I saw a blog the other day about rambling (the outdoors type, not my type). The blogger apologised to her audience for not finishing one walk sooner, but she had a backlog to clear.
If you have a backlog of walks to do, you're not enjoying walking. What would be the worst thing that you could do about it? Stay in bed? It's not like all these untrodden rambles are cluttering up the countryside, gathering dust in the meantime...
My hobby, on the other hand, is completely out of control. There, I've said it. Not content with moving house to somewhere with a wool room, then getting a 9 foot wide pan-dimensional craft cupboard to go in it, the craft still cannot be contained. It creeps, like a silent woolly guilt demon out of the cupboard, down the stairs, into my handbag, everywhere. Yet it never seems to diminish, no matter how much I stare at it, think about it, get uptight or overwhelmed by it. Sometimes, the craft pixies invade my brain and I come home with even more STUFF that I don't know what to do with, or how to do it.
The worst ones are the ones where I've spotted a nice bit of fluffy/sparkly something, don't know what to do with it, have created a project around it, usually necessitating several hundred other purchases, and then I'm too scared something might not go to plan to do anything about it.
God bless Lidl- £1.99 for three balls. There's enough there to knit a cover for the house, but I still went back for more. I did actually make and finish a jumper, and am now struggling with a matching cardigan. And to think it was originally going to be a knitted cagoule.
The other worst ones are the ones where I try to be proper creative like a designer. Where I go on a knitting holiday in France in 2007, stay in the Monet Room, get a postcard with a waterlily on it, see a wraparound top and some buttons and decide the world will be a better place if I can combine all these elements into one item of knitwear. After buying another project hamper, and enough wool to crochet a ladder to the moon, then about 1,800 beads, just in case, and one ball of wool from before the turn of the millennium, just to prove you must never throw anything out, I am ready to start.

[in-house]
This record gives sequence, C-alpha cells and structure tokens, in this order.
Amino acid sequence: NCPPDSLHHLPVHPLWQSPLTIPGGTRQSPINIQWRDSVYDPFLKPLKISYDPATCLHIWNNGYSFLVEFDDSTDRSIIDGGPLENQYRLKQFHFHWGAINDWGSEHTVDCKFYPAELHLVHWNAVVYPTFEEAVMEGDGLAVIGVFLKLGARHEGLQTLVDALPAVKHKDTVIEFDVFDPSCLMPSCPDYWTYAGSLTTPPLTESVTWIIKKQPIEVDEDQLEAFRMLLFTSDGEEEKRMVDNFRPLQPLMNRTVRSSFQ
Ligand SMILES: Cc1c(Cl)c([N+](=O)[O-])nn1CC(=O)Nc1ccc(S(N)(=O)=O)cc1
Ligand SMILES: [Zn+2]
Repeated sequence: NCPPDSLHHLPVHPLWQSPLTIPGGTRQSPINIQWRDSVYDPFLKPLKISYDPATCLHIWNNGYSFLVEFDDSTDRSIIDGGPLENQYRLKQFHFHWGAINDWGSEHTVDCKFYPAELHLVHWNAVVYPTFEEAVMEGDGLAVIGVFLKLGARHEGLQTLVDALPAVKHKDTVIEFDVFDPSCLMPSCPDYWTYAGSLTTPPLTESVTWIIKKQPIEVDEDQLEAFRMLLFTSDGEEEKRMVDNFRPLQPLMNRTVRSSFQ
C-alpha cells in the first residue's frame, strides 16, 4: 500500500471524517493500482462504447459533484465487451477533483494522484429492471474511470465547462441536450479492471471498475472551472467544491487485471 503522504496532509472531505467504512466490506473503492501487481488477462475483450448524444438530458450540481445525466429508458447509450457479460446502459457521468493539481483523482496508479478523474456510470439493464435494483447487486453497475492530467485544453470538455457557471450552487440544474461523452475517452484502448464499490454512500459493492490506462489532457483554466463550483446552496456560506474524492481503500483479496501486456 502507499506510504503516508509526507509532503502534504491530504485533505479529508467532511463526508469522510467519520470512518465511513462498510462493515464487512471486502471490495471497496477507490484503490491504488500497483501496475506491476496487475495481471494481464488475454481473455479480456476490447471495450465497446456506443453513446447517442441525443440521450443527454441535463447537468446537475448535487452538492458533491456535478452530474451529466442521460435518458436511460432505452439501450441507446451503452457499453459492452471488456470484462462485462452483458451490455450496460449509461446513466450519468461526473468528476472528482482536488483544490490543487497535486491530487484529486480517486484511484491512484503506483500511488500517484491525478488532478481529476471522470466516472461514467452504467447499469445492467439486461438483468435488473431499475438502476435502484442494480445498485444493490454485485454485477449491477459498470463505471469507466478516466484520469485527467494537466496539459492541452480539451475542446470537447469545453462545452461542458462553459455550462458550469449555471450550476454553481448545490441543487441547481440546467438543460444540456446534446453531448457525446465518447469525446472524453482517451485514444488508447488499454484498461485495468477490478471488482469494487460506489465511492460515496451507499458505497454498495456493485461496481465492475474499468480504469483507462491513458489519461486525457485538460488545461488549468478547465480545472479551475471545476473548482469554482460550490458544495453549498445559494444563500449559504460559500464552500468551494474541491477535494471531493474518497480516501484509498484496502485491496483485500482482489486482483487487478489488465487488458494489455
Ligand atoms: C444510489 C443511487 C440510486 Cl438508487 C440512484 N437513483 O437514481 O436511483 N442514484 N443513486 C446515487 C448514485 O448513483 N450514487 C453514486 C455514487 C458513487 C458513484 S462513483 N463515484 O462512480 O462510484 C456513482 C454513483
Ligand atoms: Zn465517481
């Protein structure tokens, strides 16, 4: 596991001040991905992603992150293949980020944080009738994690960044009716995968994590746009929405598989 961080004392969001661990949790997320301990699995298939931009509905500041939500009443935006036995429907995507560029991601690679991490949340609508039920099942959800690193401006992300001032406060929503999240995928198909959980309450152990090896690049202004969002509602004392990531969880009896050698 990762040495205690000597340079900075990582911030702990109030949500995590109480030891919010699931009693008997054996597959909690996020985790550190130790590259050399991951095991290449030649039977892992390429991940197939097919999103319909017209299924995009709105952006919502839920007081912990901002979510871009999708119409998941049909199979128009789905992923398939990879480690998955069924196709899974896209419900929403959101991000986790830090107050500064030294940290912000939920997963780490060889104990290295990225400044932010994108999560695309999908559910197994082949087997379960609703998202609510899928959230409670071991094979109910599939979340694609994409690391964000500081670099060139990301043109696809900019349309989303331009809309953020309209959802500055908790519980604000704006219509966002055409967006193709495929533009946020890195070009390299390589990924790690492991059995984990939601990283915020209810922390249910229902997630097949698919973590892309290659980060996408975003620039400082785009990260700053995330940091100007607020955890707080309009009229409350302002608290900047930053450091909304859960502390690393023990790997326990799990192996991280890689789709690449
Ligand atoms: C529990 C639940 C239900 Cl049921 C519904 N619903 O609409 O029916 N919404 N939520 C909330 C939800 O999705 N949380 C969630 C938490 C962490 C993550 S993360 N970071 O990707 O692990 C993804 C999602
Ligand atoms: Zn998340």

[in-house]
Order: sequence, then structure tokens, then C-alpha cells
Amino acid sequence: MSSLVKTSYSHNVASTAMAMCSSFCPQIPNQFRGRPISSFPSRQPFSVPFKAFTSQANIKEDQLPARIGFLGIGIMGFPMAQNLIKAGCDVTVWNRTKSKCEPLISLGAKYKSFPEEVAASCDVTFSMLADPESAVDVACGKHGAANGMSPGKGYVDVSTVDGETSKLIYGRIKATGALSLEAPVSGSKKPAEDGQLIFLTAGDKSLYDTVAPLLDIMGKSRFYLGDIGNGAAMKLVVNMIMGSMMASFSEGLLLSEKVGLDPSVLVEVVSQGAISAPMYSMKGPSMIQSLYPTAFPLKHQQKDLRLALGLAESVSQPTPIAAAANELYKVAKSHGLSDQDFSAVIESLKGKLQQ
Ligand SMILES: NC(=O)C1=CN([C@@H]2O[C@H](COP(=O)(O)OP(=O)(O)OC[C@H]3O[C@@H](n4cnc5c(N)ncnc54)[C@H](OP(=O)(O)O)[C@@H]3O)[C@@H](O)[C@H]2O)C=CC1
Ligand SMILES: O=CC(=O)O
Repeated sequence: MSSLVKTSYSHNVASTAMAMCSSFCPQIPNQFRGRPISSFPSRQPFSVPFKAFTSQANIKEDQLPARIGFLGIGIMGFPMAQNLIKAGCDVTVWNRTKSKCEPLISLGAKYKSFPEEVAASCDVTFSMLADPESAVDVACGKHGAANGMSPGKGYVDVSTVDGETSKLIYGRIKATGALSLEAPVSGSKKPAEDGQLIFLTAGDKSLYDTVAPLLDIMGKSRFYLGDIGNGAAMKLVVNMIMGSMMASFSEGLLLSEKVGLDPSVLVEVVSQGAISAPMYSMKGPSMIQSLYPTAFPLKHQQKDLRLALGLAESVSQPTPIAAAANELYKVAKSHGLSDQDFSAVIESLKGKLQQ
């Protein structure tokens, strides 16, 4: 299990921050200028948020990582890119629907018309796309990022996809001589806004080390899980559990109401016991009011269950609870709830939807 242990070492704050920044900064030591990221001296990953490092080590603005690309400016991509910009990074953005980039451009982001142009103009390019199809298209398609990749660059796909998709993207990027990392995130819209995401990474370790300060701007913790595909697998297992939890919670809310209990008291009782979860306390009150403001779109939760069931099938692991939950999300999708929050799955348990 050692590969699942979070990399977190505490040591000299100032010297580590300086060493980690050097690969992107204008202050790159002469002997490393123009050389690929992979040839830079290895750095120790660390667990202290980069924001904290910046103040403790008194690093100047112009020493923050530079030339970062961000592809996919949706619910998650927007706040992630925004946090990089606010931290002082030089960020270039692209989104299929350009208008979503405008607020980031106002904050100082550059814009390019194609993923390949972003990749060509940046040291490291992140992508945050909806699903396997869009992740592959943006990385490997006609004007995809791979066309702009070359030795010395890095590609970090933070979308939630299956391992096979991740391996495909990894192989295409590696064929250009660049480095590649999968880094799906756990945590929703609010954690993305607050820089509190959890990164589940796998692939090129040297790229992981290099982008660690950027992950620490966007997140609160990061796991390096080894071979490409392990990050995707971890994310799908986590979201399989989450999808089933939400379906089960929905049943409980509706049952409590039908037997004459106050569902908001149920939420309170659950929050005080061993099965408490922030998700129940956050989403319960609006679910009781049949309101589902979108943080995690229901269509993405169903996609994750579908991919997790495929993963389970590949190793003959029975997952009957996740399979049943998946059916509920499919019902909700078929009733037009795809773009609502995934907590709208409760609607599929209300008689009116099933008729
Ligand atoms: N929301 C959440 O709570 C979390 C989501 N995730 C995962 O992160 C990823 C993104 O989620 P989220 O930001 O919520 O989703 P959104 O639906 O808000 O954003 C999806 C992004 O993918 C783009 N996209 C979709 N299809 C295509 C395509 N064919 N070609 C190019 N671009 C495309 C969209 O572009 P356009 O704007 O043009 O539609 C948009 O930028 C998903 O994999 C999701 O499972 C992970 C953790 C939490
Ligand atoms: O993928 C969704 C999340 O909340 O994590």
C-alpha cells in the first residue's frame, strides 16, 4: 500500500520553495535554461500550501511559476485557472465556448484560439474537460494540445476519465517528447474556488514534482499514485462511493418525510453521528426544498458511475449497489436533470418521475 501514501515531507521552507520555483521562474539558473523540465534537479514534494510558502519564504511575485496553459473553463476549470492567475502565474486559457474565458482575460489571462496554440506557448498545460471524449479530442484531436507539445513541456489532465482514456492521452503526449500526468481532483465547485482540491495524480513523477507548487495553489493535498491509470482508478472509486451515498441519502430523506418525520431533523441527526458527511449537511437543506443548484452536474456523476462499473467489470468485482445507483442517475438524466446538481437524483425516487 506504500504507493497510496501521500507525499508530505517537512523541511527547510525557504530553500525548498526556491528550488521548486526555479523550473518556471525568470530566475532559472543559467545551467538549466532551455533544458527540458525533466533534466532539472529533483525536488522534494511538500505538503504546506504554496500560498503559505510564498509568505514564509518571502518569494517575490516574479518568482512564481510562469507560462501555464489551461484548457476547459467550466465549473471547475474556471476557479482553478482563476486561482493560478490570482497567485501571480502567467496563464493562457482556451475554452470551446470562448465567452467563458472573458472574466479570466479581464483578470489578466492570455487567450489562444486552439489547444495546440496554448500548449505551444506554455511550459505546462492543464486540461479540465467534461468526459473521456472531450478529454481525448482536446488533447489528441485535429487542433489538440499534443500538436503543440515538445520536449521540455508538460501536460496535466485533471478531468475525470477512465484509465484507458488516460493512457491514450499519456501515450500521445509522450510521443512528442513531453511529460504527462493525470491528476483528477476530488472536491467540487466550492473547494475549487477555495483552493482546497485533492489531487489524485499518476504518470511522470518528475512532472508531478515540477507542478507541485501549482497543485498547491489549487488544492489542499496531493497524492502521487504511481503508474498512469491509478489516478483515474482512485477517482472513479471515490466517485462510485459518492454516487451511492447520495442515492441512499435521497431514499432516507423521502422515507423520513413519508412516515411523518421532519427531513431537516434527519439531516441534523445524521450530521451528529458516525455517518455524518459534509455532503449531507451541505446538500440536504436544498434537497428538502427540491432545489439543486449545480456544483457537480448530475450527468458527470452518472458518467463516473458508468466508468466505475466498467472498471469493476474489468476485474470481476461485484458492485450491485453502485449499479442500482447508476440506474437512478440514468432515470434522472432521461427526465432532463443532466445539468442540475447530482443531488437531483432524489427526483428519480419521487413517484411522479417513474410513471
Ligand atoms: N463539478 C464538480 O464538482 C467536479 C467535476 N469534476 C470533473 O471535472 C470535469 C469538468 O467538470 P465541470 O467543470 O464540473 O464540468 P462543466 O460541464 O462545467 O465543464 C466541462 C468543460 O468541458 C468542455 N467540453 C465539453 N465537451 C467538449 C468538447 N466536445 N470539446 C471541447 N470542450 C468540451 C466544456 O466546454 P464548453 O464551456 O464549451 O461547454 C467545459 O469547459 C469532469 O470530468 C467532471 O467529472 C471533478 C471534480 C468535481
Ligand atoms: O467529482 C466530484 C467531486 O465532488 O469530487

4 years later, one sample piece, a quilting attachment for the sewing machine, and some soluble plastic, I'm ready to start. Oh yes, and I got a loom and learnt to weave, to do a border. And a flower making gadget to put flowers on the border. And so on. And I can't admit defeat, burn it all and move on with my life, preferring to suffer the guilt of incompleteness over all reason and sense.
It took six hours just to get to this point, before any actual weaving. I could have fled the country in less time.
And this is but one of many, many half-finished, half-baked projects. I simply can't go on like this. I was going to put a hall of shame up here, but there is too much shame. I could dedicate an entire blog to my failure to see anything through to the end. Instead, I'm going to put up a list of EVERYTHING I have on a separate page and make decisions on it- whether to sell it, ditch it, or stitch it. It might help. It might tip me over the edge.
The hard bit will be parting with things that I've never felt compelled enough to do anything with, but which have become part of the furniture (sometimes literally), over the decades.
This might not look much, but this has moved house with me several times- I hate the colour, hate the scratchy wool and stopped knitting it as I wasn't sure if it would fit, or if I had enough wool to make the sleeves. Solution? Do nothing until I am at least two sizes fatter and it's guaranteed too small. Rich made sure I didn't try to unravel it and keep the wool. It's a step into a more spacious world.
But what's to become of the monkey? Started so long ago, it was the digital monkey long before Tetleys got hold of it. I'm so pleased I've just remembered it.
The stash has a value while still in its wrapper and unused. The stash has no value when a half-made rainbow origami jacket, from a French pattern with a different sized wool. I didn't buy any extras for this, unless you count the PhD in particle physics I took to work out how to convert the pattern. With hindsight, some might say this was all a terrible, terrible mistake.
My thoughts at the moment are that if I manage to part with the surplus craft, and even get some cash for it, I can consolidate it into one more manageable craft.
Like quilting- I've always wanted to quilt, ever since I just thought about it a moment ago. I mean, why wouldn't you want an American Pie ?